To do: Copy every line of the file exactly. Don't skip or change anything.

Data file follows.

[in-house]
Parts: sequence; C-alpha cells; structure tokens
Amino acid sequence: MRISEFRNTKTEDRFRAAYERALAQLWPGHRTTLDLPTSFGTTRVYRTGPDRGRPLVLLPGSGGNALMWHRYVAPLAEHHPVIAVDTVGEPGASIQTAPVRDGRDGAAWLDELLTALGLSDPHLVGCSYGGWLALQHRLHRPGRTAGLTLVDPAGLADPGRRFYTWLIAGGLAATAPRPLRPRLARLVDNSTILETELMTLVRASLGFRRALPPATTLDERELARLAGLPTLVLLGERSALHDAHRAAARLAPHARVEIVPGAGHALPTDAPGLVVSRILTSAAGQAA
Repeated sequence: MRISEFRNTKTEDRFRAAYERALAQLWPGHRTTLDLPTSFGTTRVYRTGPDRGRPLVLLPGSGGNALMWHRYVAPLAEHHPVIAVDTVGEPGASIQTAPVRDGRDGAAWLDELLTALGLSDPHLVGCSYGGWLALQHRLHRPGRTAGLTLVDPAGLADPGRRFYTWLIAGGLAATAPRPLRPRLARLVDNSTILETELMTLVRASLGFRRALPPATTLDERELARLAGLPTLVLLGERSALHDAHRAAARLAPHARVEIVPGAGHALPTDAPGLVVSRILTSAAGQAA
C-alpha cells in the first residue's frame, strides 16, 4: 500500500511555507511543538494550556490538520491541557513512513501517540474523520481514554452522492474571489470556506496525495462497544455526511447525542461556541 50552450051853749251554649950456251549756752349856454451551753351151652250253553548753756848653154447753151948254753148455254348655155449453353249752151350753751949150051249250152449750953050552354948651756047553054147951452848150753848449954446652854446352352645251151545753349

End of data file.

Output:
[in-house]
Parts: sequence; C-alpha cells; structure tokens
Amino acid sequence: MRISEFRNTKTEDRFRAAYERALAQLWPGHRTTLDLPTSFGTTRVYRTGPDRGRPLVLLPGSGGNALMWHRYVAPLAEHHPVIAVDTVGEPGASIQTAPVRDGRDGAAWLDELLTALGLSDPHLVGCSYGGWLALQHRLHRPGRTAGLTLVDPAGLADPGRRFYTWLIAGGLAATAPRPLRPRLARLVDNSTILETELMTLVRASLGFRRALPPATTLDERELARLAGLPTLVLLGERSALHDAHRAAARLAPHARVEIVPGAGHALPTDAPGLVVSRILTSAAGQAA
Repeated sequence: MRISEFRNTKTEDRFRAAYERALAQLWPGHRTTLDLPTSFGTTRVYRTGPDRGRPLVLLPGSGGNALMWHRYVAPLAEHHPVIAVDTVGEPGASIQTAPVRDGRDGAAWLDELLTALGLSDPHLVGCSYGGWLALQHRLHRPGRTAGLTLVDPAGLADPGRRFYTWLIAGGLAATAPRPLRPRLARLVDNSTILETELMTLVRASLGFRRALPPATTLDERELARLAGLPTLVLLGERSALHDAHRAAARLAPHARVEIVPGAGHALPTDAPGLVVSRILTSAAGQAA
C-alpha cells in the first residue's frame, strides 16, 4: 500500500511555507511543538494550556490538520491541557513512513501517540474523520481514554452522492474571489470556506496525495462497544455526511447525542461556541 50552450051853749251554649950456251549756752349856454451551753351151652250253553548753756848653154447753151948254753148455254348655155449453353249752151350753751949150051249250152449750953050552354948651756047553054147951452848150753848449954446652854446352352645251151545753349